Both Tulane and non-Tulane students at the graduate and undergraduate levels are encouraged to apply. Applicants must have a GPA of at least 2.5 and the equivalent of two semesters of Portuguese-language classes (PORT 1120 for Tulane students). They may be interviewed to determine their language proficiency during the application process. Applicants must have a passport valid for at least six months following the program end date.

APPLICATION

Application available through the Tulane Study Abroad portal:
Components

  • General Student Information
  • Current Official Transcript
  • Personal Statement (approx. 250 words; written in Portuguese encouraged)
  • One faculty recommendation (preferably one from a Portuguese instructor)
  • Proof of Valid Passport
  • $300 non-refundable deposit (WAIVED for FLAS applicants who contact the Program Manager at sclassum@tulane.edu)

Application Deadline: Friday, March 5, 2021

Questions? Contact the Stone Center Program Manager for Special Programs
Hannah Palmer
Phone: (504) 862 – 8629
Email: sclassum@tulane.edu
100 Jones Hall, Tulane Uptown Campus

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Teach Central America: Exploring Garifuna Culture

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REGISTER HERE
Sign up by Friday, September 24 to get a copy of the up and coming book Wild Tongues Can’t Be Tamed which explores the Latinx diaspora.

In honor of Teach Central America Week (October 4 – 10, 2021), Tulane University presents in collaboration with Vanderbilt University and the University of Georgia an educator workshop exploring the diversity of Central America. Over the course of three years, we have produced annual summer teacher institutes to enhance the teaching of Central America at the K-16 level. We are excited to continue the professional development series by providing this online panel open to K-16 educators of any subject area.

There are currently over 600,000 Garifuna around the world. Central America has the highest population; 100,000 in Honduras and 8,000 in Nicaragua, which was one of the last settlements in 1912. Guatemala has a small, isolated population which has retained much of the original culture. The United States has the second highest population, with about 100,000 residing in New York City. There are also populations in Chicago, Louisiana, and California. The number in the US increases every year as more people leave Central America. The Carib populations in Central America have almost entirely vanished, so the Garifuna are now considered the last descendants of the Amer-Indian tribes in South America.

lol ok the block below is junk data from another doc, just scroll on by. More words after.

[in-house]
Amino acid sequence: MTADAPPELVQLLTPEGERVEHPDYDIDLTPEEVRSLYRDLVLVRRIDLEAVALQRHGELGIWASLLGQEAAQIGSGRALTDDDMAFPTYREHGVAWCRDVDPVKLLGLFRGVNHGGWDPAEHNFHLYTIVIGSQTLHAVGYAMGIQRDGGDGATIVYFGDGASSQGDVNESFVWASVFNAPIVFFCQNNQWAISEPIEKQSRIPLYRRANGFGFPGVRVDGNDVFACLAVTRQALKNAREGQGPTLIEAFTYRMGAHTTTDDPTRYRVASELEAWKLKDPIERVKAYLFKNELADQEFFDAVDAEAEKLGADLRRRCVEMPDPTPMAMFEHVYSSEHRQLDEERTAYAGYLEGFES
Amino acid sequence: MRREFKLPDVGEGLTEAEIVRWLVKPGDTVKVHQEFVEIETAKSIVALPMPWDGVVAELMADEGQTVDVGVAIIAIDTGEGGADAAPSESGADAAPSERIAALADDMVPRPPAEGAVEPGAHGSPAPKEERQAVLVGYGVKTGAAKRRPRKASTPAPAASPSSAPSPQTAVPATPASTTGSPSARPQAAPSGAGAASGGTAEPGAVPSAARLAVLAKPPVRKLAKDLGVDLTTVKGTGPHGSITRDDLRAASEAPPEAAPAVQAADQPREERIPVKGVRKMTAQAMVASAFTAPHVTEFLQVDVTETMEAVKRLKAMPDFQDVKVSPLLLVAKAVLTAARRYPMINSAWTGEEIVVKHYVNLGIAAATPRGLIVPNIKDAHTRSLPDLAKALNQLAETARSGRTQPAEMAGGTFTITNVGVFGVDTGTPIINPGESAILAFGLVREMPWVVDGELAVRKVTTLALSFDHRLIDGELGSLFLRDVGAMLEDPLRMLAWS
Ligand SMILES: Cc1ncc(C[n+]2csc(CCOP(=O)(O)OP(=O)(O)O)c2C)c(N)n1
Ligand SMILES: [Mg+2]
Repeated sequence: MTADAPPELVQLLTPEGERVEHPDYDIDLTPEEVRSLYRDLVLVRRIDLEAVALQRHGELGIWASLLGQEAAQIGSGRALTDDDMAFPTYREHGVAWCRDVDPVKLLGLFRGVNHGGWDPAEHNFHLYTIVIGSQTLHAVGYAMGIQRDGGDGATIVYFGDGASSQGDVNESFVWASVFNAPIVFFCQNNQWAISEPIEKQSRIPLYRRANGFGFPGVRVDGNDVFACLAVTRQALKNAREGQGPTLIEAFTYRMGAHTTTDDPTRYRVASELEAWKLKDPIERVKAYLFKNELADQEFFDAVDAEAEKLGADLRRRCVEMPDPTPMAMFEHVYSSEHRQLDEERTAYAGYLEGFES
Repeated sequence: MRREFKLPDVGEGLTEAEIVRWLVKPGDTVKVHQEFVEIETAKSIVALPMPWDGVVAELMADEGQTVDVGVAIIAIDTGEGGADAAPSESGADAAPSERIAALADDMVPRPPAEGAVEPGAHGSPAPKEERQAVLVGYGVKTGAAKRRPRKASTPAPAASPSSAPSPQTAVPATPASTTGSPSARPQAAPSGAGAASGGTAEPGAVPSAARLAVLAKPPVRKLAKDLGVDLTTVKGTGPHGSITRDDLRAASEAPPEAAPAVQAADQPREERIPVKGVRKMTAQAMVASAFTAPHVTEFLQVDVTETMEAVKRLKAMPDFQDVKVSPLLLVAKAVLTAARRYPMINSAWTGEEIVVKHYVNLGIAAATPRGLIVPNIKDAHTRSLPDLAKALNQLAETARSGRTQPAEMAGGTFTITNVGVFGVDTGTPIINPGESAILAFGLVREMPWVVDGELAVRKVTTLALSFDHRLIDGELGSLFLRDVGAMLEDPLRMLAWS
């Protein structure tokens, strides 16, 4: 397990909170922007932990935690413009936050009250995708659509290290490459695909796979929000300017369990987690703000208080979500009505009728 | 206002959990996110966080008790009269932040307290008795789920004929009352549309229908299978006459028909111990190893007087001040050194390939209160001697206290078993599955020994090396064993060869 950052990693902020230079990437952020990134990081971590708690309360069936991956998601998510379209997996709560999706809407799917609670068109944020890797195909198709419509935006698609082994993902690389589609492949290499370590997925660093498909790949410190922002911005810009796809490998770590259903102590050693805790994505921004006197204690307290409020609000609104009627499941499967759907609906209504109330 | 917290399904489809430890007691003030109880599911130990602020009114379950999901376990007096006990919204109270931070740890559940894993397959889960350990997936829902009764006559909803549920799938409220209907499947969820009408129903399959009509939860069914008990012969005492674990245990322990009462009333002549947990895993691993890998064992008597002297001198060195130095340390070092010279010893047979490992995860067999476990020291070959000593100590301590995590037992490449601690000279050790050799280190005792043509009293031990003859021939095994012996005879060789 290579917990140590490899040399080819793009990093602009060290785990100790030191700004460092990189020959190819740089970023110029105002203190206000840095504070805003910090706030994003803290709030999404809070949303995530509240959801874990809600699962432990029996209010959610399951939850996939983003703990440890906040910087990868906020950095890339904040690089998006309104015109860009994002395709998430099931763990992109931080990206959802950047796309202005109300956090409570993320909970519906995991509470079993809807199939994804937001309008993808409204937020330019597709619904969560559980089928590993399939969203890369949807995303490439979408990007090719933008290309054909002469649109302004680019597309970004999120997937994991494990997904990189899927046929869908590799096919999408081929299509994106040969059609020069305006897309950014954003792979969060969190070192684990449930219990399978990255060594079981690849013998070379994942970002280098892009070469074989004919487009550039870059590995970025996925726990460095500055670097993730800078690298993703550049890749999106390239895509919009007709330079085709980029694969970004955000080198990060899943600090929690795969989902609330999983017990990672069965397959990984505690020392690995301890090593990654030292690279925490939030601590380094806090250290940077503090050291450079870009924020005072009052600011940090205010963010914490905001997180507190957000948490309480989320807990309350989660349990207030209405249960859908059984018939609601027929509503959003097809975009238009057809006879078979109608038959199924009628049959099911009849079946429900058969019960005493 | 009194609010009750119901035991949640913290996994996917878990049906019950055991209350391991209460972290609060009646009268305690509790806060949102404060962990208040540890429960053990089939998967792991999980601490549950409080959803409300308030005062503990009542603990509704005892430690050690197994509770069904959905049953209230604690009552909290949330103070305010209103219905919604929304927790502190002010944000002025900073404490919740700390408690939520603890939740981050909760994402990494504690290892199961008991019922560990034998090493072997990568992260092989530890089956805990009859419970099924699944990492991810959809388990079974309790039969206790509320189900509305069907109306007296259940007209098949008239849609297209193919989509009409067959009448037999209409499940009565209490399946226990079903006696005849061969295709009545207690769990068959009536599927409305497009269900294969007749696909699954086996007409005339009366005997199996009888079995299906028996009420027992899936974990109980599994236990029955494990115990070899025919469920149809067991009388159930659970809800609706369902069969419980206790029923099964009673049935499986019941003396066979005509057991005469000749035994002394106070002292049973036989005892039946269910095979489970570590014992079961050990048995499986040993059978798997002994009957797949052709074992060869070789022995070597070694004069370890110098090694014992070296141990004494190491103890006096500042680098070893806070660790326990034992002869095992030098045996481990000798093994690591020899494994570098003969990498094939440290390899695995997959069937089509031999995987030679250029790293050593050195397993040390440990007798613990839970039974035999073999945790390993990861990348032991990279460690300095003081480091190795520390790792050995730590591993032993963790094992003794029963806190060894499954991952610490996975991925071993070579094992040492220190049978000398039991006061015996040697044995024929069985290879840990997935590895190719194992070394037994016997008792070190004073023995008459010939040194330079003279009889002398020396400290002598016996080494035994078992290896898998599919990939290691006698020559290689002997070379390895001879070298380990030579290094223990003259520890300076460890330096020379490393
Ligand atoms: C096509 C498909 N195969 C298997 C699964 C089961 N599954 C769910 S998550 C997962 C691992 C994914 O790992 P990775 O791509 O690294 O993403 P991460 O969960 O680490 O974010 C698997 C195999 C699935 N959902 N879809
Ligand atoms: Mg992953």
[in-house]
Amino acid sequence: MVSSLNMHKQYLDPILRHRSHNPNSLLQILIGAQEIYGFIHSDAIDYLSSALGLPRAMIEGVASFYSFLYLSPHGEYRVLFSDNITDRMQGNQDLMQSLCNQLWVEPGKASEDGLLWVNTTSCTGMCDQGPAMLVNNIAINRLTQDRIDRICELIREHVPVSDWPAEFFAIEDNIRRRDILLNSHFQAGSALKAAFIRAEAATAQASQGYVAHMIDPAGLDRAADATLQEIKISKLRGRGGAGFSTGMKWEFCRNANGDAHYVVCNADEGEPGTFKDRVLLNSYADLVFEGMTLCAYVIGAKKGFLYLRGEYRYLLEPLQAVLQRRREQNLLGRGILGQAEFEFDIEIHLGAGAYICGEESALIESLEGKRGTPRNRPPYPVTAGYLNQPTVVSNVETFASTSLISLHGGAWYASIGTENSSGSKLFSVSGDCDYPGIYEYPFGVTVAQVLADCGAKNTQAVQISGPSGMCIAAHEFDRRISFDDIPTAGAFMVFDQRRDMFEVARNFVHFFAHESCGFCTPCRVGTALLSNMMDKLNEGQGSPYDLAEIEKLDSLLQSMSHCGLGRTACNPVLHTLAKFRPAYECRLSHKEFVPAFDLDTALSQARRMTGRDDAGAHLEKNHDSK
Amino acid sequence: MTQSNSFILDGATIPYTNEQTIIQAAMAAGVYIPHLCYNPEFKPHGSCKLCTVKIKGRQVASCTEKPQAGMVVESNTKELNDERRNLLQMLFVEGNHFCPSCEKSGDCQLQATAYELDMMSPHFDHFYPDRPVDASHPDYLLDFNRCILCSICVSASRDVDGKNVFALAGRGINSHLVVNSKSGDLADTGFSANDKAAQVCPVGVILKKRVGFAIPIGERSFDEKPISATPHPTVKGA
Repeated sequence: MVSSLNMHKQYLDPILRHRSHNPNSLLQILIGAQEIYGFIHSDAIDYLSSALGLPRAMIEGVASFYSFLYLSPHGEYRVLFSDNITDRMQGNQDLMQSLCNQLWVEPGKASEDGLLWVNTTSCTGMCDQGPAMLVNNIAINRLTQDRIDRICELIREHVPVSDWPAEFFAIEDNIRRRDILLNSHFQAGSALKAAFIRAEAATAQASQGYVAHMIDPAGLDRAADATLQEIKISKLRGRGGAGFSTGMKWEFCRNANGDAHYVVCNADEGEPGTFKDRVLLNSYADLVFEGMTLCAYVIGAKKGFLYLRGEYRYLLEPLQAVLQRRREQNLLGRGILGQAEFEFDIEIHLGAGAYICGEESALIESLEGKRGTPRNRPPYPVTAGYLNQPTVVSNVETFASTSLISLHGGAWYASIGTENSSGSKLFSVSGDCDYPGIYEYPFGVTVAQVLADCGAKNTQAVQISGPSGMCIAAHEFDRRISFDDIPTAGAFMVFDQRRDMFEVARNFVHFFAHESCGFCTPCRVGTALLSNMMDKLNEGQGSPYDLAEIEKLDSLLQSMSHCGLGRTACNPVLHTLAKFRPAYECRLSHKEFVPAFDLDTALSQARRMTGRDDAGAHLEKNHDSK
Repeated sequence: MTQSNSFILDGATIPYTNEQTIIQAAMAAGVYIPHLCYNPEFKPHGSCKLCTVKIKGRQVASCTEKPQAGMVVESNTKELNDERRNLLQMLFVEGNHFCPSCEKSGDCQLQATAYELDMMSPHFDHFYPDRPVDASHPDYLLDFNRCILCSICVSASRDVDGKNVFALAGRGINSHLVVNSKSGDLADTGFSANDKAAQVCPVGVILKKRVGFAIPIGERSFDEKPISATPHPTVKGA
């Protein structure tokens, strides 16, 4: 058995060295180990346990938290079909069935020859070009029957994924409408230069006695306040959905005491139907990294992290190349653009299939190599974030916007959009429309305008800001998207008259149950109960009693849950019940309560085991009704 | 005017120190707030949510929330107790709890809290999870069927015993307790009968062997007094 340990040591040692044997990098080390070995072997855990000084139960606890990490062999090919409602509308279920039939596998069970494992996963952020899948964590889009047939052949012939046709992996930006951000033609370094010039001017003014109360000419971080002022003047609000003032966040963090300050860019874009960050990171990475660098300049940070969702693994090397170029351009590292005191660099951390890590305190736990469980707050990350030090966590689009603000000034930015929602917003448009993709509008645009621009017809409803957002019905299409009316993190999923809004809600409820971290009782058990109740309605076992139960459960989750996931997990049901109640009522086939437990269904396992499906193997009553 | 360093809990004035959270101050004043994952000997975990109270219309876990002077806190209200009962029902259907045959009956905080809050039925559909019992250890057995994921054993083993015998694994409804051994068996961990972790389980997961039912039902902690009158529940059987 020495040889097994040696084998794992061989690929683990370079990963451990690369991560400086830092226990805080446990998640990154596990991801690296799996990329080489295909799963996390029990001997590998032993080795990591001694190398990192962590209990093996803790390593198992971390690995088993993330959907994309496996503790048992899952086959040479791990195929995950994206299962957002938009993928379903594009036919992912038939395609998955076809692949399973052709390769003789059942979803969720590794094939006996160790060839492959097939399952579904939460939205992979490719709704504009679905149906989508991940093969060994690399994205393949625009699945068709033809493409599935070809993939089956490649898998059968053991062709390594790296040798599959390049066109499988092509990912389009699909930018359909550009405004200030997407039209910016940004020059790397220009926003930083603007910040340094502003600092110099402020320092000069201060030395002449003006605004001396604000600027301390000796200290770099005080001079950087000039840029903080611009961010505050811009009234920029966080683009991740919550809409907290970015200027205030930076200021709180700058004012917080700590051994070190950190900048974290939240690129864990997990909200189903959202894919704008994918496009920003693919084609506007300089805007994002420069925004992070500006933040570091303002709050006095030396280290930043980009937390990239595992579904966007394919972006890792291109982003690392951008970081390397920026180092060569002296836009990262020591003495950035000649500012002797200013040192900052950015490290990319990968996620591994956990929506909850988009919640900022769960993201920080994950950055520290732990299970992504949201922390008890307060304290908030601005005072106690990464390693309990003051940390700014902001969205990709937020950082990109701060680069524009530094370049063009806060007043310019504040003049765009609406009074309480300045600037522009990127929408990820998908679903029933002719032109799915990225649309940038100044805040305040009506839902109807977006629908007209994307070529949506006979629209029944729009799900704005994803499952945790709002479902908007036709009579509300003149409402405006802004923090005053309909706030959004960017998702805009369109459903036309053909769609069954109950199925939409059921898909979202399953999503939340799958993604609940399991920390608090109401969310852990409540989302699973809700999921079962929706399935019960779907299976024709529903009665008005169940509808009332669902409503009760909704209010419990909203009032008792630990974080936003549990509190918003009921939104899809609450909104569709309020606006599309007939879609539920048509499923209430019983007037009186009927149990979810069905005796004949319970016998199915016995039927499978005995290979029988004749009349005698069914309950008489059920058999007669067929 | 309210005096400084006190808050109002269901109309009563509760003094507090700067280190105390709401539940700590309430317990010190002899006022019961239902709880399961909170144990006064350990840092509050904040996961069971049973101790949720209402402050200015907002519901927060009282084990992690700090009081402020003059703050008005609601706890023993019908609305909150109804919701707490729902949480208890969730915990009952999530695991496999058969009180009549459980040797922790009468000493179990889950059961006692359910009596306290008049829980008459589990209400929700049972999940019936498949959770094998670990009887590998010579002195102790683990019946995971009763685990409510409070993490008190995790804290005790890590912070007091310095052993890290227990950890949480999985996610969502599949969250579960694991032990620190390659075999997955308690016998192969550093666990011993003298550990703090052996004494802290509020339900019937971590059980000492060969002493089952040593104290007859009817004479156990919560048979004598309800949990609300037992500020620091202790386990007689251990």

Join us Thursday, October 7th for a discussion with three Garifuna writers/artists leading a discussion on Garifuna culture and identity through performance, writing, food and more. Join the conversation to explore new resources and perspectives to incorporate into your teaching on Central America. Participants in this program will explore Garifuna identity through the work of the three writers and cultural scholars. Janel Martinez, Saraciea Fennell and Isha Sumner. Participants will receive a copy of the up and coming WILD TONGUES CAN’T BE TAMED on a first come, first serve basis. Sign up by Friday, September 24 to guarantee your copy. REGISTER HERE

Janel Martinez is a writer and the founder of the award-winning blog, Ain’t I Latina? an online destination celebrating Afro-Latinx womanhood. The Bronx, NY native is a frequent public speaker discussing media, culture and identity, as well as diversity at conferences and events for Bloomberg, NBCU, SXSW, Harvard University and more. She’s appeared as a featured guest on national shows and outlets, such as BuzzFeed, ESSENCE, NPR and Sirius XM, and her work has appeared in Adweek, Univision Communications, Oprah Magazine, Remezcla and The New York Times. The Honduran-American has been nominated for the 20th Annual Rosoff Award in the 20-Something Category and won the Afro-Latino Festival of New York’s Digital Empowerment Award and, in 2018, was recognized at City Hall by the New York City Council, the Black, Latino and Asian Caucus and the Bronx Delegation to the NYC Council for her contributions as a woman of Garifuna descent. Her work will be included in the forthcoming YA anthology, WILD TONGUES CAN’T BE TAMED, which will be published in November 2021 by Flatiron Books.